5 Things To Watch This Weekend (Hopefully You’re Not Too Tied Up By Wimbledon Or That Soccer Thingie)

Ronnie Baker beat Christian Coleman in the Eugene DL 100 (and Rome too). What will Rabat bring? (KIRBY LEE/IMAGE OF SPORT)

The eyes of the track world will be looking in 3 different directions this weekend: Rabat, Tampere, and London. Here’s a sneak peek at 5 things worth a good look:

1. Rabat Men’s 100: Coleman’s Return

World Indoor 60 champ Christian Coleman will be back in action after taking a break to tend to a tender hamstring. And he’s not taking the easy road back into competition. In starting off at Prince Moulay Abdellah Stadium, Coleman will be taking on co-world leaders Noah Lyles and Ronnie Baker, both at 9.88. For good measure, there will be a fourth American in the middle of the track; quick-starting Mike Rodgers isn’t far behind at 9.89. This is the sort of race that typically figures prominently in our end-of-season World Rankings.

2. Rabat Women’s 1000: A Semenya Record Attempt?

On Friday, Caster Semenya will try to put her name on the World Record list. She ran a world-leading 2:35.43 kilo in Pretoria in March, but that left her a long way to go before she threatens Svetlana Masterkova’s WR of 2:28.98 from ’96, or even Maria Mutola’s African Record of 2:29.34 (’95). But after moving to No. 4 all-time with her recent front-running 1:54.25 in the 800, Semenya looks to be ready both mentally and physically.

3. Rabat Women’s 5000: Dibaba vs. Obiri

Genzebe Dibaba against Hellen Obiri should be a good match. They’ve only raced twice, and their score is 1-1. Throw in Sifan Hassan, Molly Huddle and a line-up of other biggies, and we might see a dazzling contest. Huddle might even be in AR shape, having looked particularly impressive in Des Moines. We would love to see Shelby Houlihan in this one, but she’s back in training, focused next on a fast 5000 in Belgium on July 21.

4. World Junior Championships: The Whole Thing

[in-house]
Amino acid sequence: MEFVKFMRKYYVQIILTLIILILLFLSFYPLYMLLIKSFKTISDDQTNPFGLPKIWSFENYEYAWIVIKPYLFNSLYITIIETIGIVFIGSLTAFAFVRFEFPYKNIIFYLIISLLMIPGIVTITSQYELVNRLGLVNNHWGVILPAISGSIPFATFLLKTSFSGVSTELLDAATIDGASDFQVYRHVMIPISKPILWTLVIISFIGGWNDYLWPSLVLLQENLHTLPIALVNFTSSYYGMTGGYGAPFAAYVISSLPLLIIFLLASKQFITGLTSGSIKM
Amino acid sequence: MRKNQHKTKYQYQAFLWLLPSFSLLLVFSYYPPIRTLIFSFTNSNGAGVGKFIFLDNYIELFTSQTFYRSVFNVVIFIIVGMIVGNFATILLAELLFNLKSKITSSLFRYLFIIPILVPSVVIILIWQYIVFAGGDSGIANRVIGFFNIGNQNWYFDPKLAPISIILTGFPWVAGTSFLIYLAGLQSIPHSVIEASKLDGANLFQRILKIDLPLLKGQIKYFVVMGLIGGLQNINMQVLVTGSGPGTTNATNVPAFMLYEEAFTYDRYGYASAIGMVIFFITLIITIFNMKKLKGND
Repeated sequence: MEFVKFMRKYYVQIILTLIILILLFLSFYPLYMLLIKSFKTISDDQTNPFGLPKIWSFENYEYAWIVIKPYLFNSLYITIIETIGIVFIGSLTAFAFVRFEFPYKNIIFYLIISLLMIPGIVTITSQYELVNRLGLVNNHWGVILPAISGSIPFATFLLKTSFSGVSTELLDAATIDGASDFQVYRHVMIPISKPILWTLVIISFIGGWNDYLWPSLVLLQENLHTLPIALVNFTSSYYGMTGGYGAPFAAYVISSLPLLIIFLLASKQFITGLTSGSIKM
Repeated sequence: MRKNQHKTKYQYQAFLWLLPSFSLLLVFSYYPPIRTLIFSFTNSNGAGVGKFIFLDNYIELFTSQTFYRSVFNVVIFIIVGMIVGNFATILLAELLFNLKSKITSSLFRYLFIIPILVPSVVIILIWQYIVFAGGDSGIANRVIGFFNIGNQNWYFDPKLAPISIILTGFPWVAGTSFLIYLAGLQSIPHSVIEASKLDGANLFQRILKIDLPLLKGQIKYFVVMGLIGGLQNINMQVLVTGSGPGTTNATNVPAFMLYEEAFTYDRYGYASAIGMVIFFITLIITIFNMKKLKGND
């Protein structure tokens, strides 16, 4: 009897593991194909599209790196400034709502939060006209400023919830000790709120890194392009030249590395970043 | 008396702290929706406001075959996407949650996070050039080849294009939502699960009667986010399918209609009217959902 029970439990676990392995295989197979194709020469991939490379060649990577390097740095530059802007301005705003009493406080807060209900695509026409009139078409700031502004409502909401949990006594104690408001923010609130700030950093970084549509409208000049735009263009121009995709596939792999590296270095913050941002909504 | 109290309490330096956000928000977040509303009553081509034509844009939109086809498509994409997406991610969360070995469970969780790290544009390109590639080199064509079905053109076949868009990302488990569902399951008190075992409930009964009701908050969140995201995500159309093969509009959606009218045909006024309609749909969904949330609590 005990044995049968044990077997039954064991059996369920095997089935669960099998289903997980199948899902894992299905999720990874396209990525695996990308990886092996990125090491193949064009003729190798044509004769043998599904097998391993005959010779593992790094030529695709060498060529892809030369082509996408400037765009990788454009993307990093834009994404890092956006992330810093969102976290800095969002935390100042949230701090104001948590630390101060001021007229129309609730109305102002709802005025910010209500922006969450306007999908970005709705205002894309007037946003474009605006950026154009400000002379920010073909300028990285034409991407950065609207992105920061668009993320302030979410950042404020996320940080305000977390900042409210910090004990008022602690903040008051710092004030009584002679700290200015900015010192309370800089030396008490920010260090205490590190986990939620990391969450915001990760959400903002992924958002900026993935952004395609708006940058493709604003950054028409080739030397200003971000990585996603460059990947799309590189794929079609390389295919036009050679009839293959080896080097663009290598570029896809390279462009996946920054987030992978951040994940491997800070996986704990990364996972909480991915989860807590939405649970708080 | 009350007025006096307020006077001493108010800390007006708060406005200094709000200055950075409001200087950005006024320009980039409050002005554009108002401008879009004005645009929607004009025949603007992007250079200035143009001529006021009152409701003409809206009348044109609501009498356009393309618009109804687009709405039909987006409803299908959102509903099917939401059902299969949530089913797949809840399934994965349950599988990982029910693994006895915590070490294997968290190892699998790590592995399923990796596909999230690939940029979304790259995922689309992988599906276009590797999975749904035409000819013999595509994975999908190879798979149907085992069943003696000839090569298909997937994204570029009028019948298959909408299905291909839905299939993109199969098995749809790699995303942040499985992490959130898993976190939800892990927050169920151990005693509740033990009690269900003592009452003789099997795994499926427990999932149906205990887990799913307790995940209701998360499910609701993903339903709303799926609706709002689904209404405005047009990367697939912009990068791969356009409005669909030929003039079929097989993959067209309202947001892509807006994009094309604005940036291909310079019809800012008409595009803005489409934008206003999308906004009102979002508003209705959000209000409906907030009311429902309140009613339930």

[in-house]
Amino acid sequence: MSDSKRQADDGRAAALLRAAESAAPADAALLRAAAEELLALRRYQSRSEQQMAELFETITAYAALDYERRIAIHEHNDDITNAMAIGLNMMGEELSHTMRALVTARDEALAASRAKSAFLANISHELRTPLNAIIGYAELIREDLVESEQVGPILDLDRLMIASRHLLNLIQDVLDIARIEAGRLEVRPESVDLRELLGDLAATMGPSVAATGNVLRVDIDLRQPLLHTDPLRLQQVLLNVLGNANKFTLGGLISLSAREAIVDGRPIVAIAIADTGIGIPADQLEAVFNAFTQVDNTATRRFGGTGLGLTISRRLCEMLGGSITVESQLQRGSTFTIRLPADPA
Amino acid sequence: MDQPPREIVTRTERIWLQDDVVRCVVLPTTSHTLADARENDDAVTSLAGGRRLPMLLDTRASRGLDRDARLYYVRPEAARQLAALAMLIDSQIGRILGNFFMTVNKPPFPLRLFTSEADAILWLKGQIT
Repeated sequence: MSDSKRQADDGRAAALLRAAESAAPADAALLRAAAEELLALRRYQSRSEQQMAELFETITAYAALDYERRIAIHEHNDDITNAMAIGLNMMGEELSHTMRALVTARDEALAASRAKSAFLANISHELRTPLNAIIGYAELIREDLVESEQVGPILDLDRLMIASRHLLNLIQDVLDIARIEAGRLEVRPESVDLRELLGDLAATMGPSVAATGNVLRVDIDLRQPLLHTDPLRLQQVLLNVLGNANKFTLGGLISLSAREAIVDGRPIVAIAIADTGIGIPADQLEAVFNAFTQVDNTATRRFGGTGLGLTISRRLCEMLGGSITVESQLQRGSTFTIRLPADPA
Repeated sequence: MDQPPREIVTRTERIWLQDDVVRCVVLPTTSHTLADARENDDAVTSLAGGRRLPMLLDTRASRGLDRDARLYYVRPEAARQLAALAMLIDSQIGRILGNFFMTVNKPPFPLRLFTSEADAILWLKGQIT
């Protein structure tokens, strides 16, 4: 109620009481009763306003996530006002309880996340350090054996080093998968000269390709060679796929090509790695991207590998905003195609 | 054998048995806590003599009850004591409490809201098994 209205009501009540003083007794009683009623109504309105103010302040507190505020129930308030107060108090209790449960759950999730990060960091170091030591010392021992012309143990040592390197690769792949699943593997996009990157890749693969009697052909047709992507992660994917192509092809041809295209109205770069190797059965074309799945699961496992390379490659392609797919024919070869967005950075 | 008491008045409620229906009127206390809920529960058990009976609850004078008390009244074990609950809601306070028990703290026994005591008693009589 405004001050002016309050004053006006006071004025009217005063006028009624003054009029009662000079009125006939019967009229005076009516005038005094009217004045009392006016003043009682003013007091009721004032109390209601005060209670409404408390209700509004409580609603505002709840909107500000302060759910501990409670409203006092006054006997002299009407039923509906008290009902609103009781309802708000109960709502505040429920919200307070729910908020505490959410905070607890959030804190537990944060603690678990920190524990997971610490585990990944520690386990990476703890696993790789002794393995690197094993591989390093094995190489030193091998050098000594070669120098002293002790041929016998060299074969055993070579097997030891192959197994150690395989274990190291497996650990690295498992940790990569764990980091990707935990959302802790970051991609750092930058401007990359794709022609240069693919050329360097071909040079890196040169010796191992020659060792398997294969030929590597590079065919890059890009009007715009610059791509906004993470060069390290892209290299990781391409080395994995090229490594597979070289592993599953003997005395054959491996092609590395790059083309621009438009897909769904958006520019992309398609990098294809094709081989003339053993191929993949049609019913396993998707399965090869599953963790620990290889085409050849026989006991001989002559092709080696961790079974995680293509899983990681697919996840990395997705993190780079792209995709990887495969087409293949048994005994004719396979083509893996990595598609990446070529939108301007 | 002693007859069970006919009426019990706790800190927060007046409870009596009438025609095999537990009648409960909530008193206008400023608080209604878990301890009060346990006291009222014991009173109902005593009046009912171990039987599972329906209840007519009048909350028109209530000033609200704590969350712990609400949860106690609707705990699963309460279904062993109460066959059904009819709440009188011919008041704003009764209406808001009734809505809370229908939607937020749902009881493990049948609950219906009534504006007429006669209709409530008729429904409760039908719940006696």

With 3 days remaining in Tampere, some great highlights await fans. On Friday, Kenya’s Celliphine Chespol should dominate the steeple. In the 200, JUCO champ Khance Meyers (20.02w) will try to upend Britain’s Charles Dobson (20.53). Saturday will bring a strong slate of finals topped by the 4 x 100 relays. Can Mondo Duplantis raise his own World Junior Record in the vault? Sunday offers 9 finals, concluding with the 4x4s. All-in-all, a fun look into the sport’s future.

5. World Cup: The Whole Thing

London last hosted the original World Cup in ’94. Since then, the IAAF event has transmogrified into the Continental Cup and has struggled to gain traction with fans. The nation-based London event is distinct from the IAAF’s, and backers are investing a lot of money in the notion that British fans still want to see a straight-up scoring match between what are being promoted as the world’s top 8 track powers—China, France, Germany, Britain, Jamaica, Poland, South Africa & USA (“Authorized Neutral Athletes” need not apply).

A complete set of fields has not been published at this writing, though we expect to see some great matchups, despite a lot of high-profile defections. Notable is that Caster Semenya, coming back from her Rabat race, is scheduled run the 800 and 1500, for 3 straight days of racing. [Note: after winning in Rabat on Friday Semenya said she would not be running in London, and said she had never committed to doing so in the first place.] In the hammer, new AR claimant DeAnna Price will get a chance to challenge WR holder Anita Włodarczyk of Poland.